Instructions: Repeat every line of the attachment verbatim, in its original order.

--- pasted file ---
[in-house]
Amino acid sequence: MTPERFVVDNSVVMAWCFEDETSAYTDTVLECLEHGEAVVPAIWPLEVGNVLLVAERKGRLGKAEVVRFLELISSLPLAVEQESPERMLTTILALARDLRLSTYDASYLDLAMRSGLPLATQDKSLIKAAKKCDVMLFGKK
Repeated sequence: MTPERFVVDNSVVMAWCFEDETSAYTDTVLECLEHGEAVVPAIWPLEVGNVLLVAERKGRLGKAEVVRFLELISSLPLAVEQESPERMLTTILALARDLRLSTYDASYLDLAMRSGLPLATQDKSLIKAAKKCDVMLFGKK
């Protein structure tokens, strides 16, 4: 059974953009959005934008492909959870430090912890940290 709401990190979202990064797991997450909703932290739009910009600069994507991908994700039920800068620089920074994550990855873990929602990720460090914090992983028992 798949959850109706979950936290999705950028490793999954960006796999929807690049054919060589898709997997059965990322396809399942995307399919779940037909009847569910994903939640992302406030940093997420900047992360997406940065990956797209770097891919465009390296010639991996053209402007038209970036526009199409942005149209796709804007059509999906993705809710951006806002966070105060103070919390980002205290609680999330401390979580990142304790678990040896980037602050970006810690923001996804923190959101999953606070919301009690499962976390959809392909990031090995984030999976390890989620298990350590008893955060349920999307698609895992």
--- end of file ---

[in-house]
Amino acid sequence: MTPERFVVDNSVVMAWCFEDETSAYTDTVLECLEHGEAVVPAIWPLEVGNVLLVAERKGRLGKAEVVRFLELISSLPLAVEQESPERMLTTILALARDLRLSTYDASYLDLAMRSGLPLATQDKSLIKAAKKCDVMLFGKK
Repeated sequence: MTPERFVVDNSVVMAWCFEDETSAYTDTVLECLEHGEAVVPAIWPLEVGNVLLVAERKGRLGKAEVVRFLELISSLPLAVEQESPERMLTTILALARDLRLSTYDASYLDLAMRSGLPLATQDKSLIKAAKKCDVMLFGKK
């Protein structure tokens, strides 16, 4: 059974953009959005934008492909959870430090912890940290 709401990190979202990064797991997450909703932290739009910009600069994507991908994700039920800068620089920074994550990855873990929602990720460090914090992983028992 798949959850109706979950936290999705950028490793999954960006796999929807690049054919060589898709997997059965990322396809399942995307399919779940037909009847569910994903939640992302406030940093997420900047992360997406940065990956797209770097891919465009390296010639991996053209402007038209970036526009199409942005149209796709804007059509999906993705809710951006806002966070105060103070919390980002205290609680999330401390979580990142304790678990040896980037602050970006810690923001996804923190959101999953606070919301009690499962976390959809392909990031090995984030999976390890989620298990350590008893955060349920999307698609895992």